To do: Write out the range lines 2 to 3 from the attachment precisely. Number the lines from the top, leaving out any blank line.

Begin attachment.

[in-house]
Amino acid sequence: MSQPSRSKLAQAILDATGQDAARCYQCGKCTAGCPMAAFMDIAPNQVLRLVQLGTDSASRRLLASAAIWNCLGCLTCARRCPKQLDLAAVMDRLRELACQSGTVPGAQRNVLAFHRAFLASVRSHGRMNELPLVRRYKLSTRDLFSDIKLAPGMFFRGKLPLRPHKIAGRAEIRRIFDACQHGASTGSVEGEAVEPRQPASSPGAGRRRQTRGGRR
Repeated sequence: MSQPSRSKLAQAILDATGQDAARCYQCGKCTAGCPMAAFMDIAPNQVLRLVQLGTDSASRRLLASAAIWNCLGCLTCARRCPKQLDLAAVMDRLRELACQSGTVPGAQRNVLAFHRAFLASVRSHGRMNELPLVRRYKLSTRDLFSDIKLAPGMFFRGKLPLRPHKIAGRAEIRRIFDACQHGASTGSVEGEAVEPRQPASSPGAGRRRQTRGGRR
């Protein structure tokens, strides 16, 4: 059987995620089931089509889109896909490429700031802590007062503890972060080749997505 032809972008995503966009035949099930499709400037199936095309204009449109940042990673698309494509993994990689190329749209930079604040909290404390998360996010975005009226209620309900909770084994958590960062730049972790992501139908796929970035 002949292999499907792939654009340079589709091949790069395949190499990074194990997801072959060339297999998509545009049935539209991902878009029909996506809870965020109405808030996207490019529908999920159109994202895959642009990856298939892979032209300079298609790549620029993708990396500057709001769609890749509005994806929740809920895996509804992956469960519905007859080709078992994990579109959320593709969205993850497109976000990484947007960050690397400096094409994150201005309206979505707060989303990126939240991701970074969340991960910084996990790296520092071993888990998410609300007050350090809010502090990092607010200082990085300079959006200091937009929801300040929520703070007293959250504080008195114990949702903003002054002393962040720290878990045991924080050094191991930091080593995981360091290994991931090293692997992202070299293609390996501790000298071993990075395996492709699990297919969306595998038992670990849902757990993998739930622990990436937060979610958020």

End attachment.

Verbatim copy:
Amino acid sequence: MSQPSRSKLAQAILDATGQDAARCYQCGKCTAGCPMAAFMDIAPNQVLRLVQLGTDSASRRLLASAAIWNCLGCLTCARRCPKQLDLAAVMDRLRELACQSGTVPGAQRNVLAFHRAFLASVRSHGRMNELPLVRRYKLSTRDLFSDIKLAPGMFFRGKLPLRPHKIAGRAEIRRIFDACQHGASTGSVEGEAVEPRQPASSPGAGRRRQTRGGRR
Repeated sequence: MSQPSRSKLAQAILDATGQDAARCYQCGKCTAGCPMAAFMDIAPNQVLRLVQLGTDSASRRLLASAAIWNCLGCLTCARRCPKQLDLAAVMDRLRELACQSGTVPGAQRNVLAFHRAFLASVRSHGRMNELPLVRRYKLSTRDLFSDIKLAPGMFFRGKLPLRPHKIAGRAEIRRIFDACQHGASTGSVEGEAVEPRQPASSPGAGRRRQTRGGRR